With the baselines established, I tested my own LoRA. I simply switched Lucy for Kiwi and adjusted the LoRA, prompt, and settings accordingly.

Y Grid of Kiwi LoRA at epoch 27 using the same tags as the previous iteration with Lucy

The results were impressive, but there's still work to be done. The difference between 0.65 and 0.7 strength was minimal, the body type felt generic, and the tattoos were missing. However, the face and hair worked well, and she appeared to be grasping objects.

At 0.9 strength, details like the tattoo color, face, neck, body type, and crop top improved. She even held a cigarette, staying true to her character. But the style shouldn't be kicking in at such a high strength; it should've started fixing proportions and other aspects at a lower strength. We're about 30% or more off our target strength. To make matters worse, I realized I made a mistake by using epoch 27, not the final epoch (30).

Alright, let's see how changing the epoch affects the strength.

By simply adjusting the epoch, I hoped that the strength might shift from 0.9 to 0.8. So, let's see what happened:

Y Grid of Kiwi LoRA at epoch 30 with bikini tag

From 0.65 to 0.70, we have a generic, unremarkable character. At 0.8, Kiwi begins to emerge, but the tattoos are unclear, the arms too thick, and the neck too short – still too generic. At 0.9, her tattoos start to appear, but the overall image is odd, and at a strength of 1, it's a complete failure. Also, her clothing takes on a green hue, suggesting that "kiwi" is being used as a color prompt. I made some changes to the prompt and reran the test at the same epoch, confirming that randomness played a role in the results. At strength 0.9, her tattoos turned pink, and weirdness ensued at strength 1.

Next, I tried a standard prompt to see how well the model would render Kiwi in her outfit.

Y Grid of Kiwi LoRA at epoch 30

The same observations came through, but strength 0.8 fared better this time, resulting in a slightly modified, yet appealing, outfit. Another happy accident! Also note that these Y grid are of my initial run so they are not cherry picked, I did re-run some of them again to see if the same observations occurred and it did. Unless someone is really interested in seeing the other tests I won't paste it here as it hardly deviates from the outcome so making reproducible.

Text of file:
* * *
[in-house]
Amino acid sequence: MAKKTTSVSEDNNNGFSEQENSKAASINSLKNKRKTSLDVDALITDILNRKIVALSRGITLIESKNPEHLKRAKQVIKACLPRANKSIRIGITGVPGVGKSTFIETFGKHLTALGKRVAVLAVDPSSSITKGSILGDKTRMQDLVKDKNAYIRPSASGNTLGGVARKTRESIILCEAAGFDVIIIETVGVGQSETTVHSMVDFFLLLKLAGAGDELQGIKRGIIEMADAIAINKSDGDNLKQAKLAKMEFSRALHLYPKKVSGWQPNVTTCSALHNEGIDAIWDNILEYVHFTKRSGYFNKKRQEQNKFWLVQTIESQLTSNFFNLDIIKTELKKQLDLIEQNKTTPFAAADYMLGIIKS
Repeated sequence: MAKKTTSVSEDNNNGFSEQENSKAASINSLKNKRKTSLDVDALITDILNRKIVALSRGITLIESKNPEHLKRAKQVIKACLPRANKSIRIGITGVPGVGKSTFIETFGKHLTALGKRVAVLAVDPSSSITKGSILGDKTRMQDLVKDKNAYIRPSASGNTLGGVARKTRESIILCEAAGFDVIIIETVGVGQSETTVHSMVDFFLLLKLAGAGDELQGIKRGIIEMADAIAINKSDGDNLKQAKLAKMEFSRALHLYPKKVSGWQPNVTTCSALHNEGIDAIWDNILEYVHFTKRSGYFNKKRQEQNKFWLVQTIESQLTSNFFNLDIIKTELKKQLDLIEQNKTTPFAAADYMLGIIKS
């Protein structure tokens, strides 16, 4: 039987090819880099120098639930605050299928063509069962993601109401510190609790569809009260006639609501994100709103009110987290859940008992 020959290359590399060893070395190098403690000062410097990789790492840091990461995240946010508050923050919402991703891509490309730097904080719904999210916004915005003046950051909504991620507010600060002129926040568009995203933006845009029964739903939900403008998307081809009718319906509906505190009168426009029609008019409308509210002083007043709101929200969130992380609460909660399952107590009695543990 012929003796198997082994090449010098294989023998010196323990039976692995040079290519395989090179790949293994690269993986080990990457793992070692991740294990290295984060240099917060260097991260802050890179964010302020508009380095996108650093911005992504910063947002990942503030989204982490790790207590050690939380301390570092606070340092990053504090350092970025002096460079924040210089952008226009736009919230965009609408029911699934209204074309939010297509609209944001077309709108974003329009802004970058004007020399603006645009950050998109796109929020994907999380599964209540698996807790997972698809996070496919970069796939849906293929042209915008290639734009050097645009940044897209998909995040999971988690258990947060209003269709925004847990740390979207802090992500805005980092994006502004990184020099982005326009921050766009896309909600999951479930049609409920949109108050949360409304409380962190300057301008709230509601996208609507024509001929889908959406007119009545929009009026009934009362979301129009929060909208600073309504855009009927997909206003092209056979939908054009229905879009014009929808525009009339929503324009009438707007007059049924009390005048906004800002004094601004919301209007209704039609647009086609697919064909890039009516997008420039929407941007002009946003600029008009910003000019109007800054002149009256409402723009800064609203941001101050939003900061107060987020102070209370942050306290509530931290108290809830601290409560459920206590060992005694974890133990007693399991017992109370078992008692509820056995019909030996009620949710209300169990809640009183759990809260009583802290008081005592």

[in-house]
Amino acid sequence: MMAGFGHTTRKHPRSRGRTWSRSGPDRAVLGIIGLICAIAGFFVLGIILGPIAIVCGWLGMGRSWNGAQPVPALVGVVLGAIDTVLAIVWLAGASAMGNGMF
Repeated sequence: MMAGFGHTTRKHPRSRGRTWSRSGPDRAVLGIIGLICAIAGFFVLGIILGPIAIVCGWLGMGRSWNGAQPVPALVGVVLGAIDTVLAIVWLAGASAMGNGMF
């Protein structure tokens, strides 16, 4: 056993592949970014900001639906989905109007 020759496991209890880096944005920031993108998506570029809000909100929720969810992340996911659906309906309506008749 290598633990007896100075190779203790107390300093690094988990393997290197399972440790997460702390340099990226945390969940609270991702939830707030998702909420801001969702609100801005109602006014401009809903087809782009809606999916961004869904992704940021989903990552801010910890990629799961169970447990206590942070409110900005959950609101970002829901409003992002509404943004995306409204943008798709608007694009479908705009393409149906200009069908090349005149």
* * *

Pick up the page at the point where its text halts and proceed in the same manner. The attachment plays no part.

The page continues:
Perplexed by the Lucy baseline test's failure, I generated a couple of Lucy images with more tags, then replaced them with Kiwi LoRA at epochs 27 and 30 at the observed strengths. The images turned out quite decent.

Before I leave you with the intriguing image of Kiwi, please be advised that the following illustration, generated by our text-to-image AI, may be considered suggestive or risqué to some viewers. While one could argue about whether AI-generated content constitutes "art," the fact that it evokes a reaction in me makes it worth appreciating. If you're easily offended by such content, I suggest you proceed with caution or skip it altogether. But for those of you who appreciate the captivating side of “visuals”, enjoy this alluring piece.

LoRA Training 5 - Epoch 30 strength 0.8

Here we are, the grand finale. Let's describe the image of , Kiwi, in a tactful manner.

At last, I have an image of Kiwi that I'm genuinely pleased with. The shot captures her looking down and to the side, her gaze meeting the viewer's. Her face and hair are well-rendered, and she sports a form-fitting bikini that showcases her ample assets (Although admittedly this does not match her character 100%). The pose, with her hand on her hip, subtly hints at her tattoos. Also her default clothes are there. While it's a suggestive image, it's also undeniably captivating.

However, there are a few minor issues with the clothing and the jacket's odd "folding in" effect. These imperfections can be easily fixed with inpainting or Photoshop, which I might tackle as a personal project.

In conclusion, I hope you've enjoyed this journey of creating and refining the character LoRA of Kiwi, as much as I have. It's been an exciting process, filled with trial and error, and I appreciate you joining me on this adventure. Keep an eye out for future blog posts as we continue to explore and experiment.